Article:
Steve A.
Steve A5 years ago

What is wrong with you people?

You're supposed to believe everything that investment brokers and bankers tell you.

Facebook must be worth a fortune because they sell the personal info they get from suck^H^H^H^H clients to anyone who'll pay them. ie. investment brokers, Nigerian princes, Viagra salesmen and penis enlargement salesmen.

The price must go back up or all those of us who told you Facebook would make you rich will look like idiots and you might not fall^H^H^H^H believe everything we say next time.

Having said that, we made lot of money with put options this time, but I reckon we'll be lucky to do it as big again.

Eagle Eyes
Eagle eyes5 years ago

you sure about that? the angels in bible wear clothes like cotton gowns or silk gowns, i am sure you meant " no trees grow in the dessert sand" anyway i love trees and you can make hell or heaven on earth so in my heaven i have trees lots and lots of trees, they make heaven beautiful,,
but joke aside, we ARE facebook, compliments of the original founders, and if it needs money to keep it a float am sure each menber would be happy to be given a one off dividend, or be allowed to purchase a one off dividend,
of course Mr facebook may eventually carry on making changes/tweeks without asking us for ideas, that none of us find helpful or practical, and in doing so eventually distroy the facebook or cause mass exodus,

Arild Warud

No trees grows into heaven.

Carole R.
Carole R5 years ago

Thanks for the post.

Ely C.
E C5 years ago

as a 3-year user, I honestly think that one of their problems *might* be Timeline--that it was basically forced on us--we were only given a choice at the beginning--but that choice was only to switch to it now--or wait until everyone had to use it. That wasn't a choice. The 'choice' would have been -do we want to keep the old way (where we had no problems until they tweaked it--and every time they messed with something--it messed up our walls, or game play, etc.), or do we WANT to switch to Timeline, where despite tutorials--many people still have problems navigating. It can be confusing. There are things that we don't *really* need to know (in my opinion), like what things/objects were collected by friends in games--several days or weeks ago. The thing I like best about it is the bigger header pic...but no one I know LOVES Timeline. Most have complaints. A lot of people have left fb, and switched to Google or something like that because of it.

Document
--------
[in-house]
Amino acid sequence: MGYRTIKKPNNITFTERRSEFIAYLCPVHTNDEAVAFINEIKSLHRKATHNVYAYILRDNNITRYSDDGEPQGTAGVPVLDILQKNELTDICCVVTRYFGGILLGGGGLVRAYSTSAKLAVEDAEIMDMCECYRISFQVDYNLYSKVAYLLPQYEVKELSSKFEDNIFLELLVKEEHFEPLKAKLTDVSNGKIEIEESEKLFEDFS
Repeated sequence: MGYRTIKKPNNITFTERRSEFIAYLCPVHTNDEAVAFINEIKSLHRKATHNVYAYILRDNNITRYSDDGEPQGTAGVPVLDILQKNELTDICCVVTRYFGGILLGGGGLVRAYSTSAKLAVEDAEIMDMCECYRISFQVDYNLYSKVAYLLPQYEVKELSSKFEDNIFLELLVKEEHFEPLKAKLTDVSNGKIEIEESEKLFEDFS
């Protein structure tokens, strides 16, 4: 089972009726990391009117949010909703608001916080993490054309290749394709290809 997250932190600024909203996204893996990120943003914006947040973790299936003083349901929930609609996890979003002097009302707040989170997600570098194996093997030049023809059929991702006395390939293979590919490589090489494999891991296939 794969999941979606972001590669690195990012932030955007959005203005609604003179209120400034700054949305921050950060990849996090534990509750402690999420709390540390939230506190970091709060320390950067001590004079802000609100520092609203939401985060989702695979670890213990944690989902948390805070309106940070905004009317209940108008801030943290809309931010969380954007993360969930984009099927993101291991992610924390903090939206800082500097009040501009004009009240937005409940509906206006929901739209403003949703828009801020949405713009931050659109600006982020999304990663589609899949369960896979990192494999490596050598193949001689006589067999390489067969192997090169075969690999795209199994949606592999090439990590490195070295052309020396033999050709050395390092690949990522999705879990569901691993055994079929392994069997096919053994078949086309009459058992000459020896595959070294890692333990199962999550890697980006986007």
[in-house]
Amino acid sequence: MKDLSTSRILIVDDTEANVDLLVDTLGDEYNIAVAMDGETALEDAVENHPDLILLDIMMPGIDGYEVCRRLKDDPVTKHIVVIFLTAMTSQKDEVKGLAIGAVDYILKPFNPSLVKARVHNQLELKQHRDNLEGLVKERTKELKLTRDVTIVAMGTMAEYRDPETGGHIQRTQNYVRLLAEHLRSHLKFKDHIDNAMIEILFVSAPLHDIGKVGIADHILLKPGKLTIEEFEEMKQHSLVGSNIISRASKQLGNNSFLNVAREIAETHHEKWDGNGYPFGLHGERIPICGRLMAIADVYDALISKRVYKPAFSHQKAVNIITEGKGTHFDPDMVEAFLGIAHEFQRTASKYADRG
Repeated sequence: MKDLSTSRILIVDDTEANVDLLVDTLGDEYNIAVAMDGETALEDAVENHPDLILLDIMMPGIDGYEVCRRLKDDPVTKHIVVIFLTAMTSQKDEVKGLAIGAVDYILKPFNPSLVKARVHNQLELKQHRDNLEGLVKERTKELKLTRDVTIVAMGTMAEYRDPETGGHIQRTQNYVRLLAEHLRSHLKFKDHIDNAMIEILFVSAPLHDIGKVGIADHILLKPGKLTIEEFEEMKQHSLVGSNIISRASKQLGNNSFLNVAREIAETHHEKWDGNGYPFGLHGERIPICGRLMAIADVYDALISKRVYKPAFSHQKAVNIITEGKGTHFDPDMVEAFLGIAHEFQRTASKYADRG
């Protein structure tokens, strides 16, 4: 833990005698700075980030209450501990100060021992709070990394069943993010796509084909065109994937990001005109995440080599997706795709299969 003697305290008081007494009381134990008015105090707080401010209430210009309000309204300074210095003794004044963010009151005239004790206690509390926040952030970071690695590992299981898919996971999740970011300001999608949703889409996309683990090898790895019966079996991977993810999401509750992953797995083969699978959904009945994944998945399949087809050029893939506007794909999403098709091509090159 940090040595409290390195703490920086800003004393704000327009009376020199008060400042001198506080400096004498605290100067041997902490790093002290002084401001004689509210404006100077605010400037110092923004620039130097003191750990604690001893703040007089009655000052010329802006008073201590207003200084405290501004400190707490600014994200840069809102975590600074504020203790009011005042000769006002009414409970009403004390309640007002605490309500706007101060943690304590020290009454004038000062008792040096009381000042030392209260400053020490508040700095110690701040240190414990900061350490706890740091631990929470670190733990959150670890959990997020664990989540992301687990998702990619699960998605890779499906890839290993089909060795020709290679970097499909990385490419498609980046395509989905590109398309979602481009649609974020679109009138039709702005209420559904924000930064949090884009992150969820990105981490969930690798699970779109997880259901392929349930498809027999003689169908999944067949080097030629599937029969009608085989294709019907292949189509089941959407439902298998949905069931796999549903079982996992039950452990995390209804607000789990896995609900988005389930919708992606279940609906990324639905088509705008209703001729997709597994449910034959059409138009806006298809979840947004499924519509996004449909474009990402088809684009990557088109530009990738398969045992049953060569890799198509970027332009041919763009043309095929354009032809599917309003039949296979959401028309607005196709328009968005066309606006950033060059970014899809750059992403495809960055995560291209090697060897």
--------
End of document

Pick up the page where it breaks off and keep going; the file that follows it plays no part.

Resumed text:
Sue H.
Sue H5 years ago

Most times, those get rich quick schemes don't work out. I feel sorry for those who have lost hard earned money because of the wall street hype.

James W.
James W5 years ago

Ha take that Suckerberg

Kamryn M.
Kay M5 years ago


Barbara Mathiews
Barbara Mathiews5 years ago

I bought FB and now have to hold it until it goes up..made a terrible mistake buying it..never had a stock do this..I have Amazon, Google and Apple and they are doing great for years so thought FB would do the same.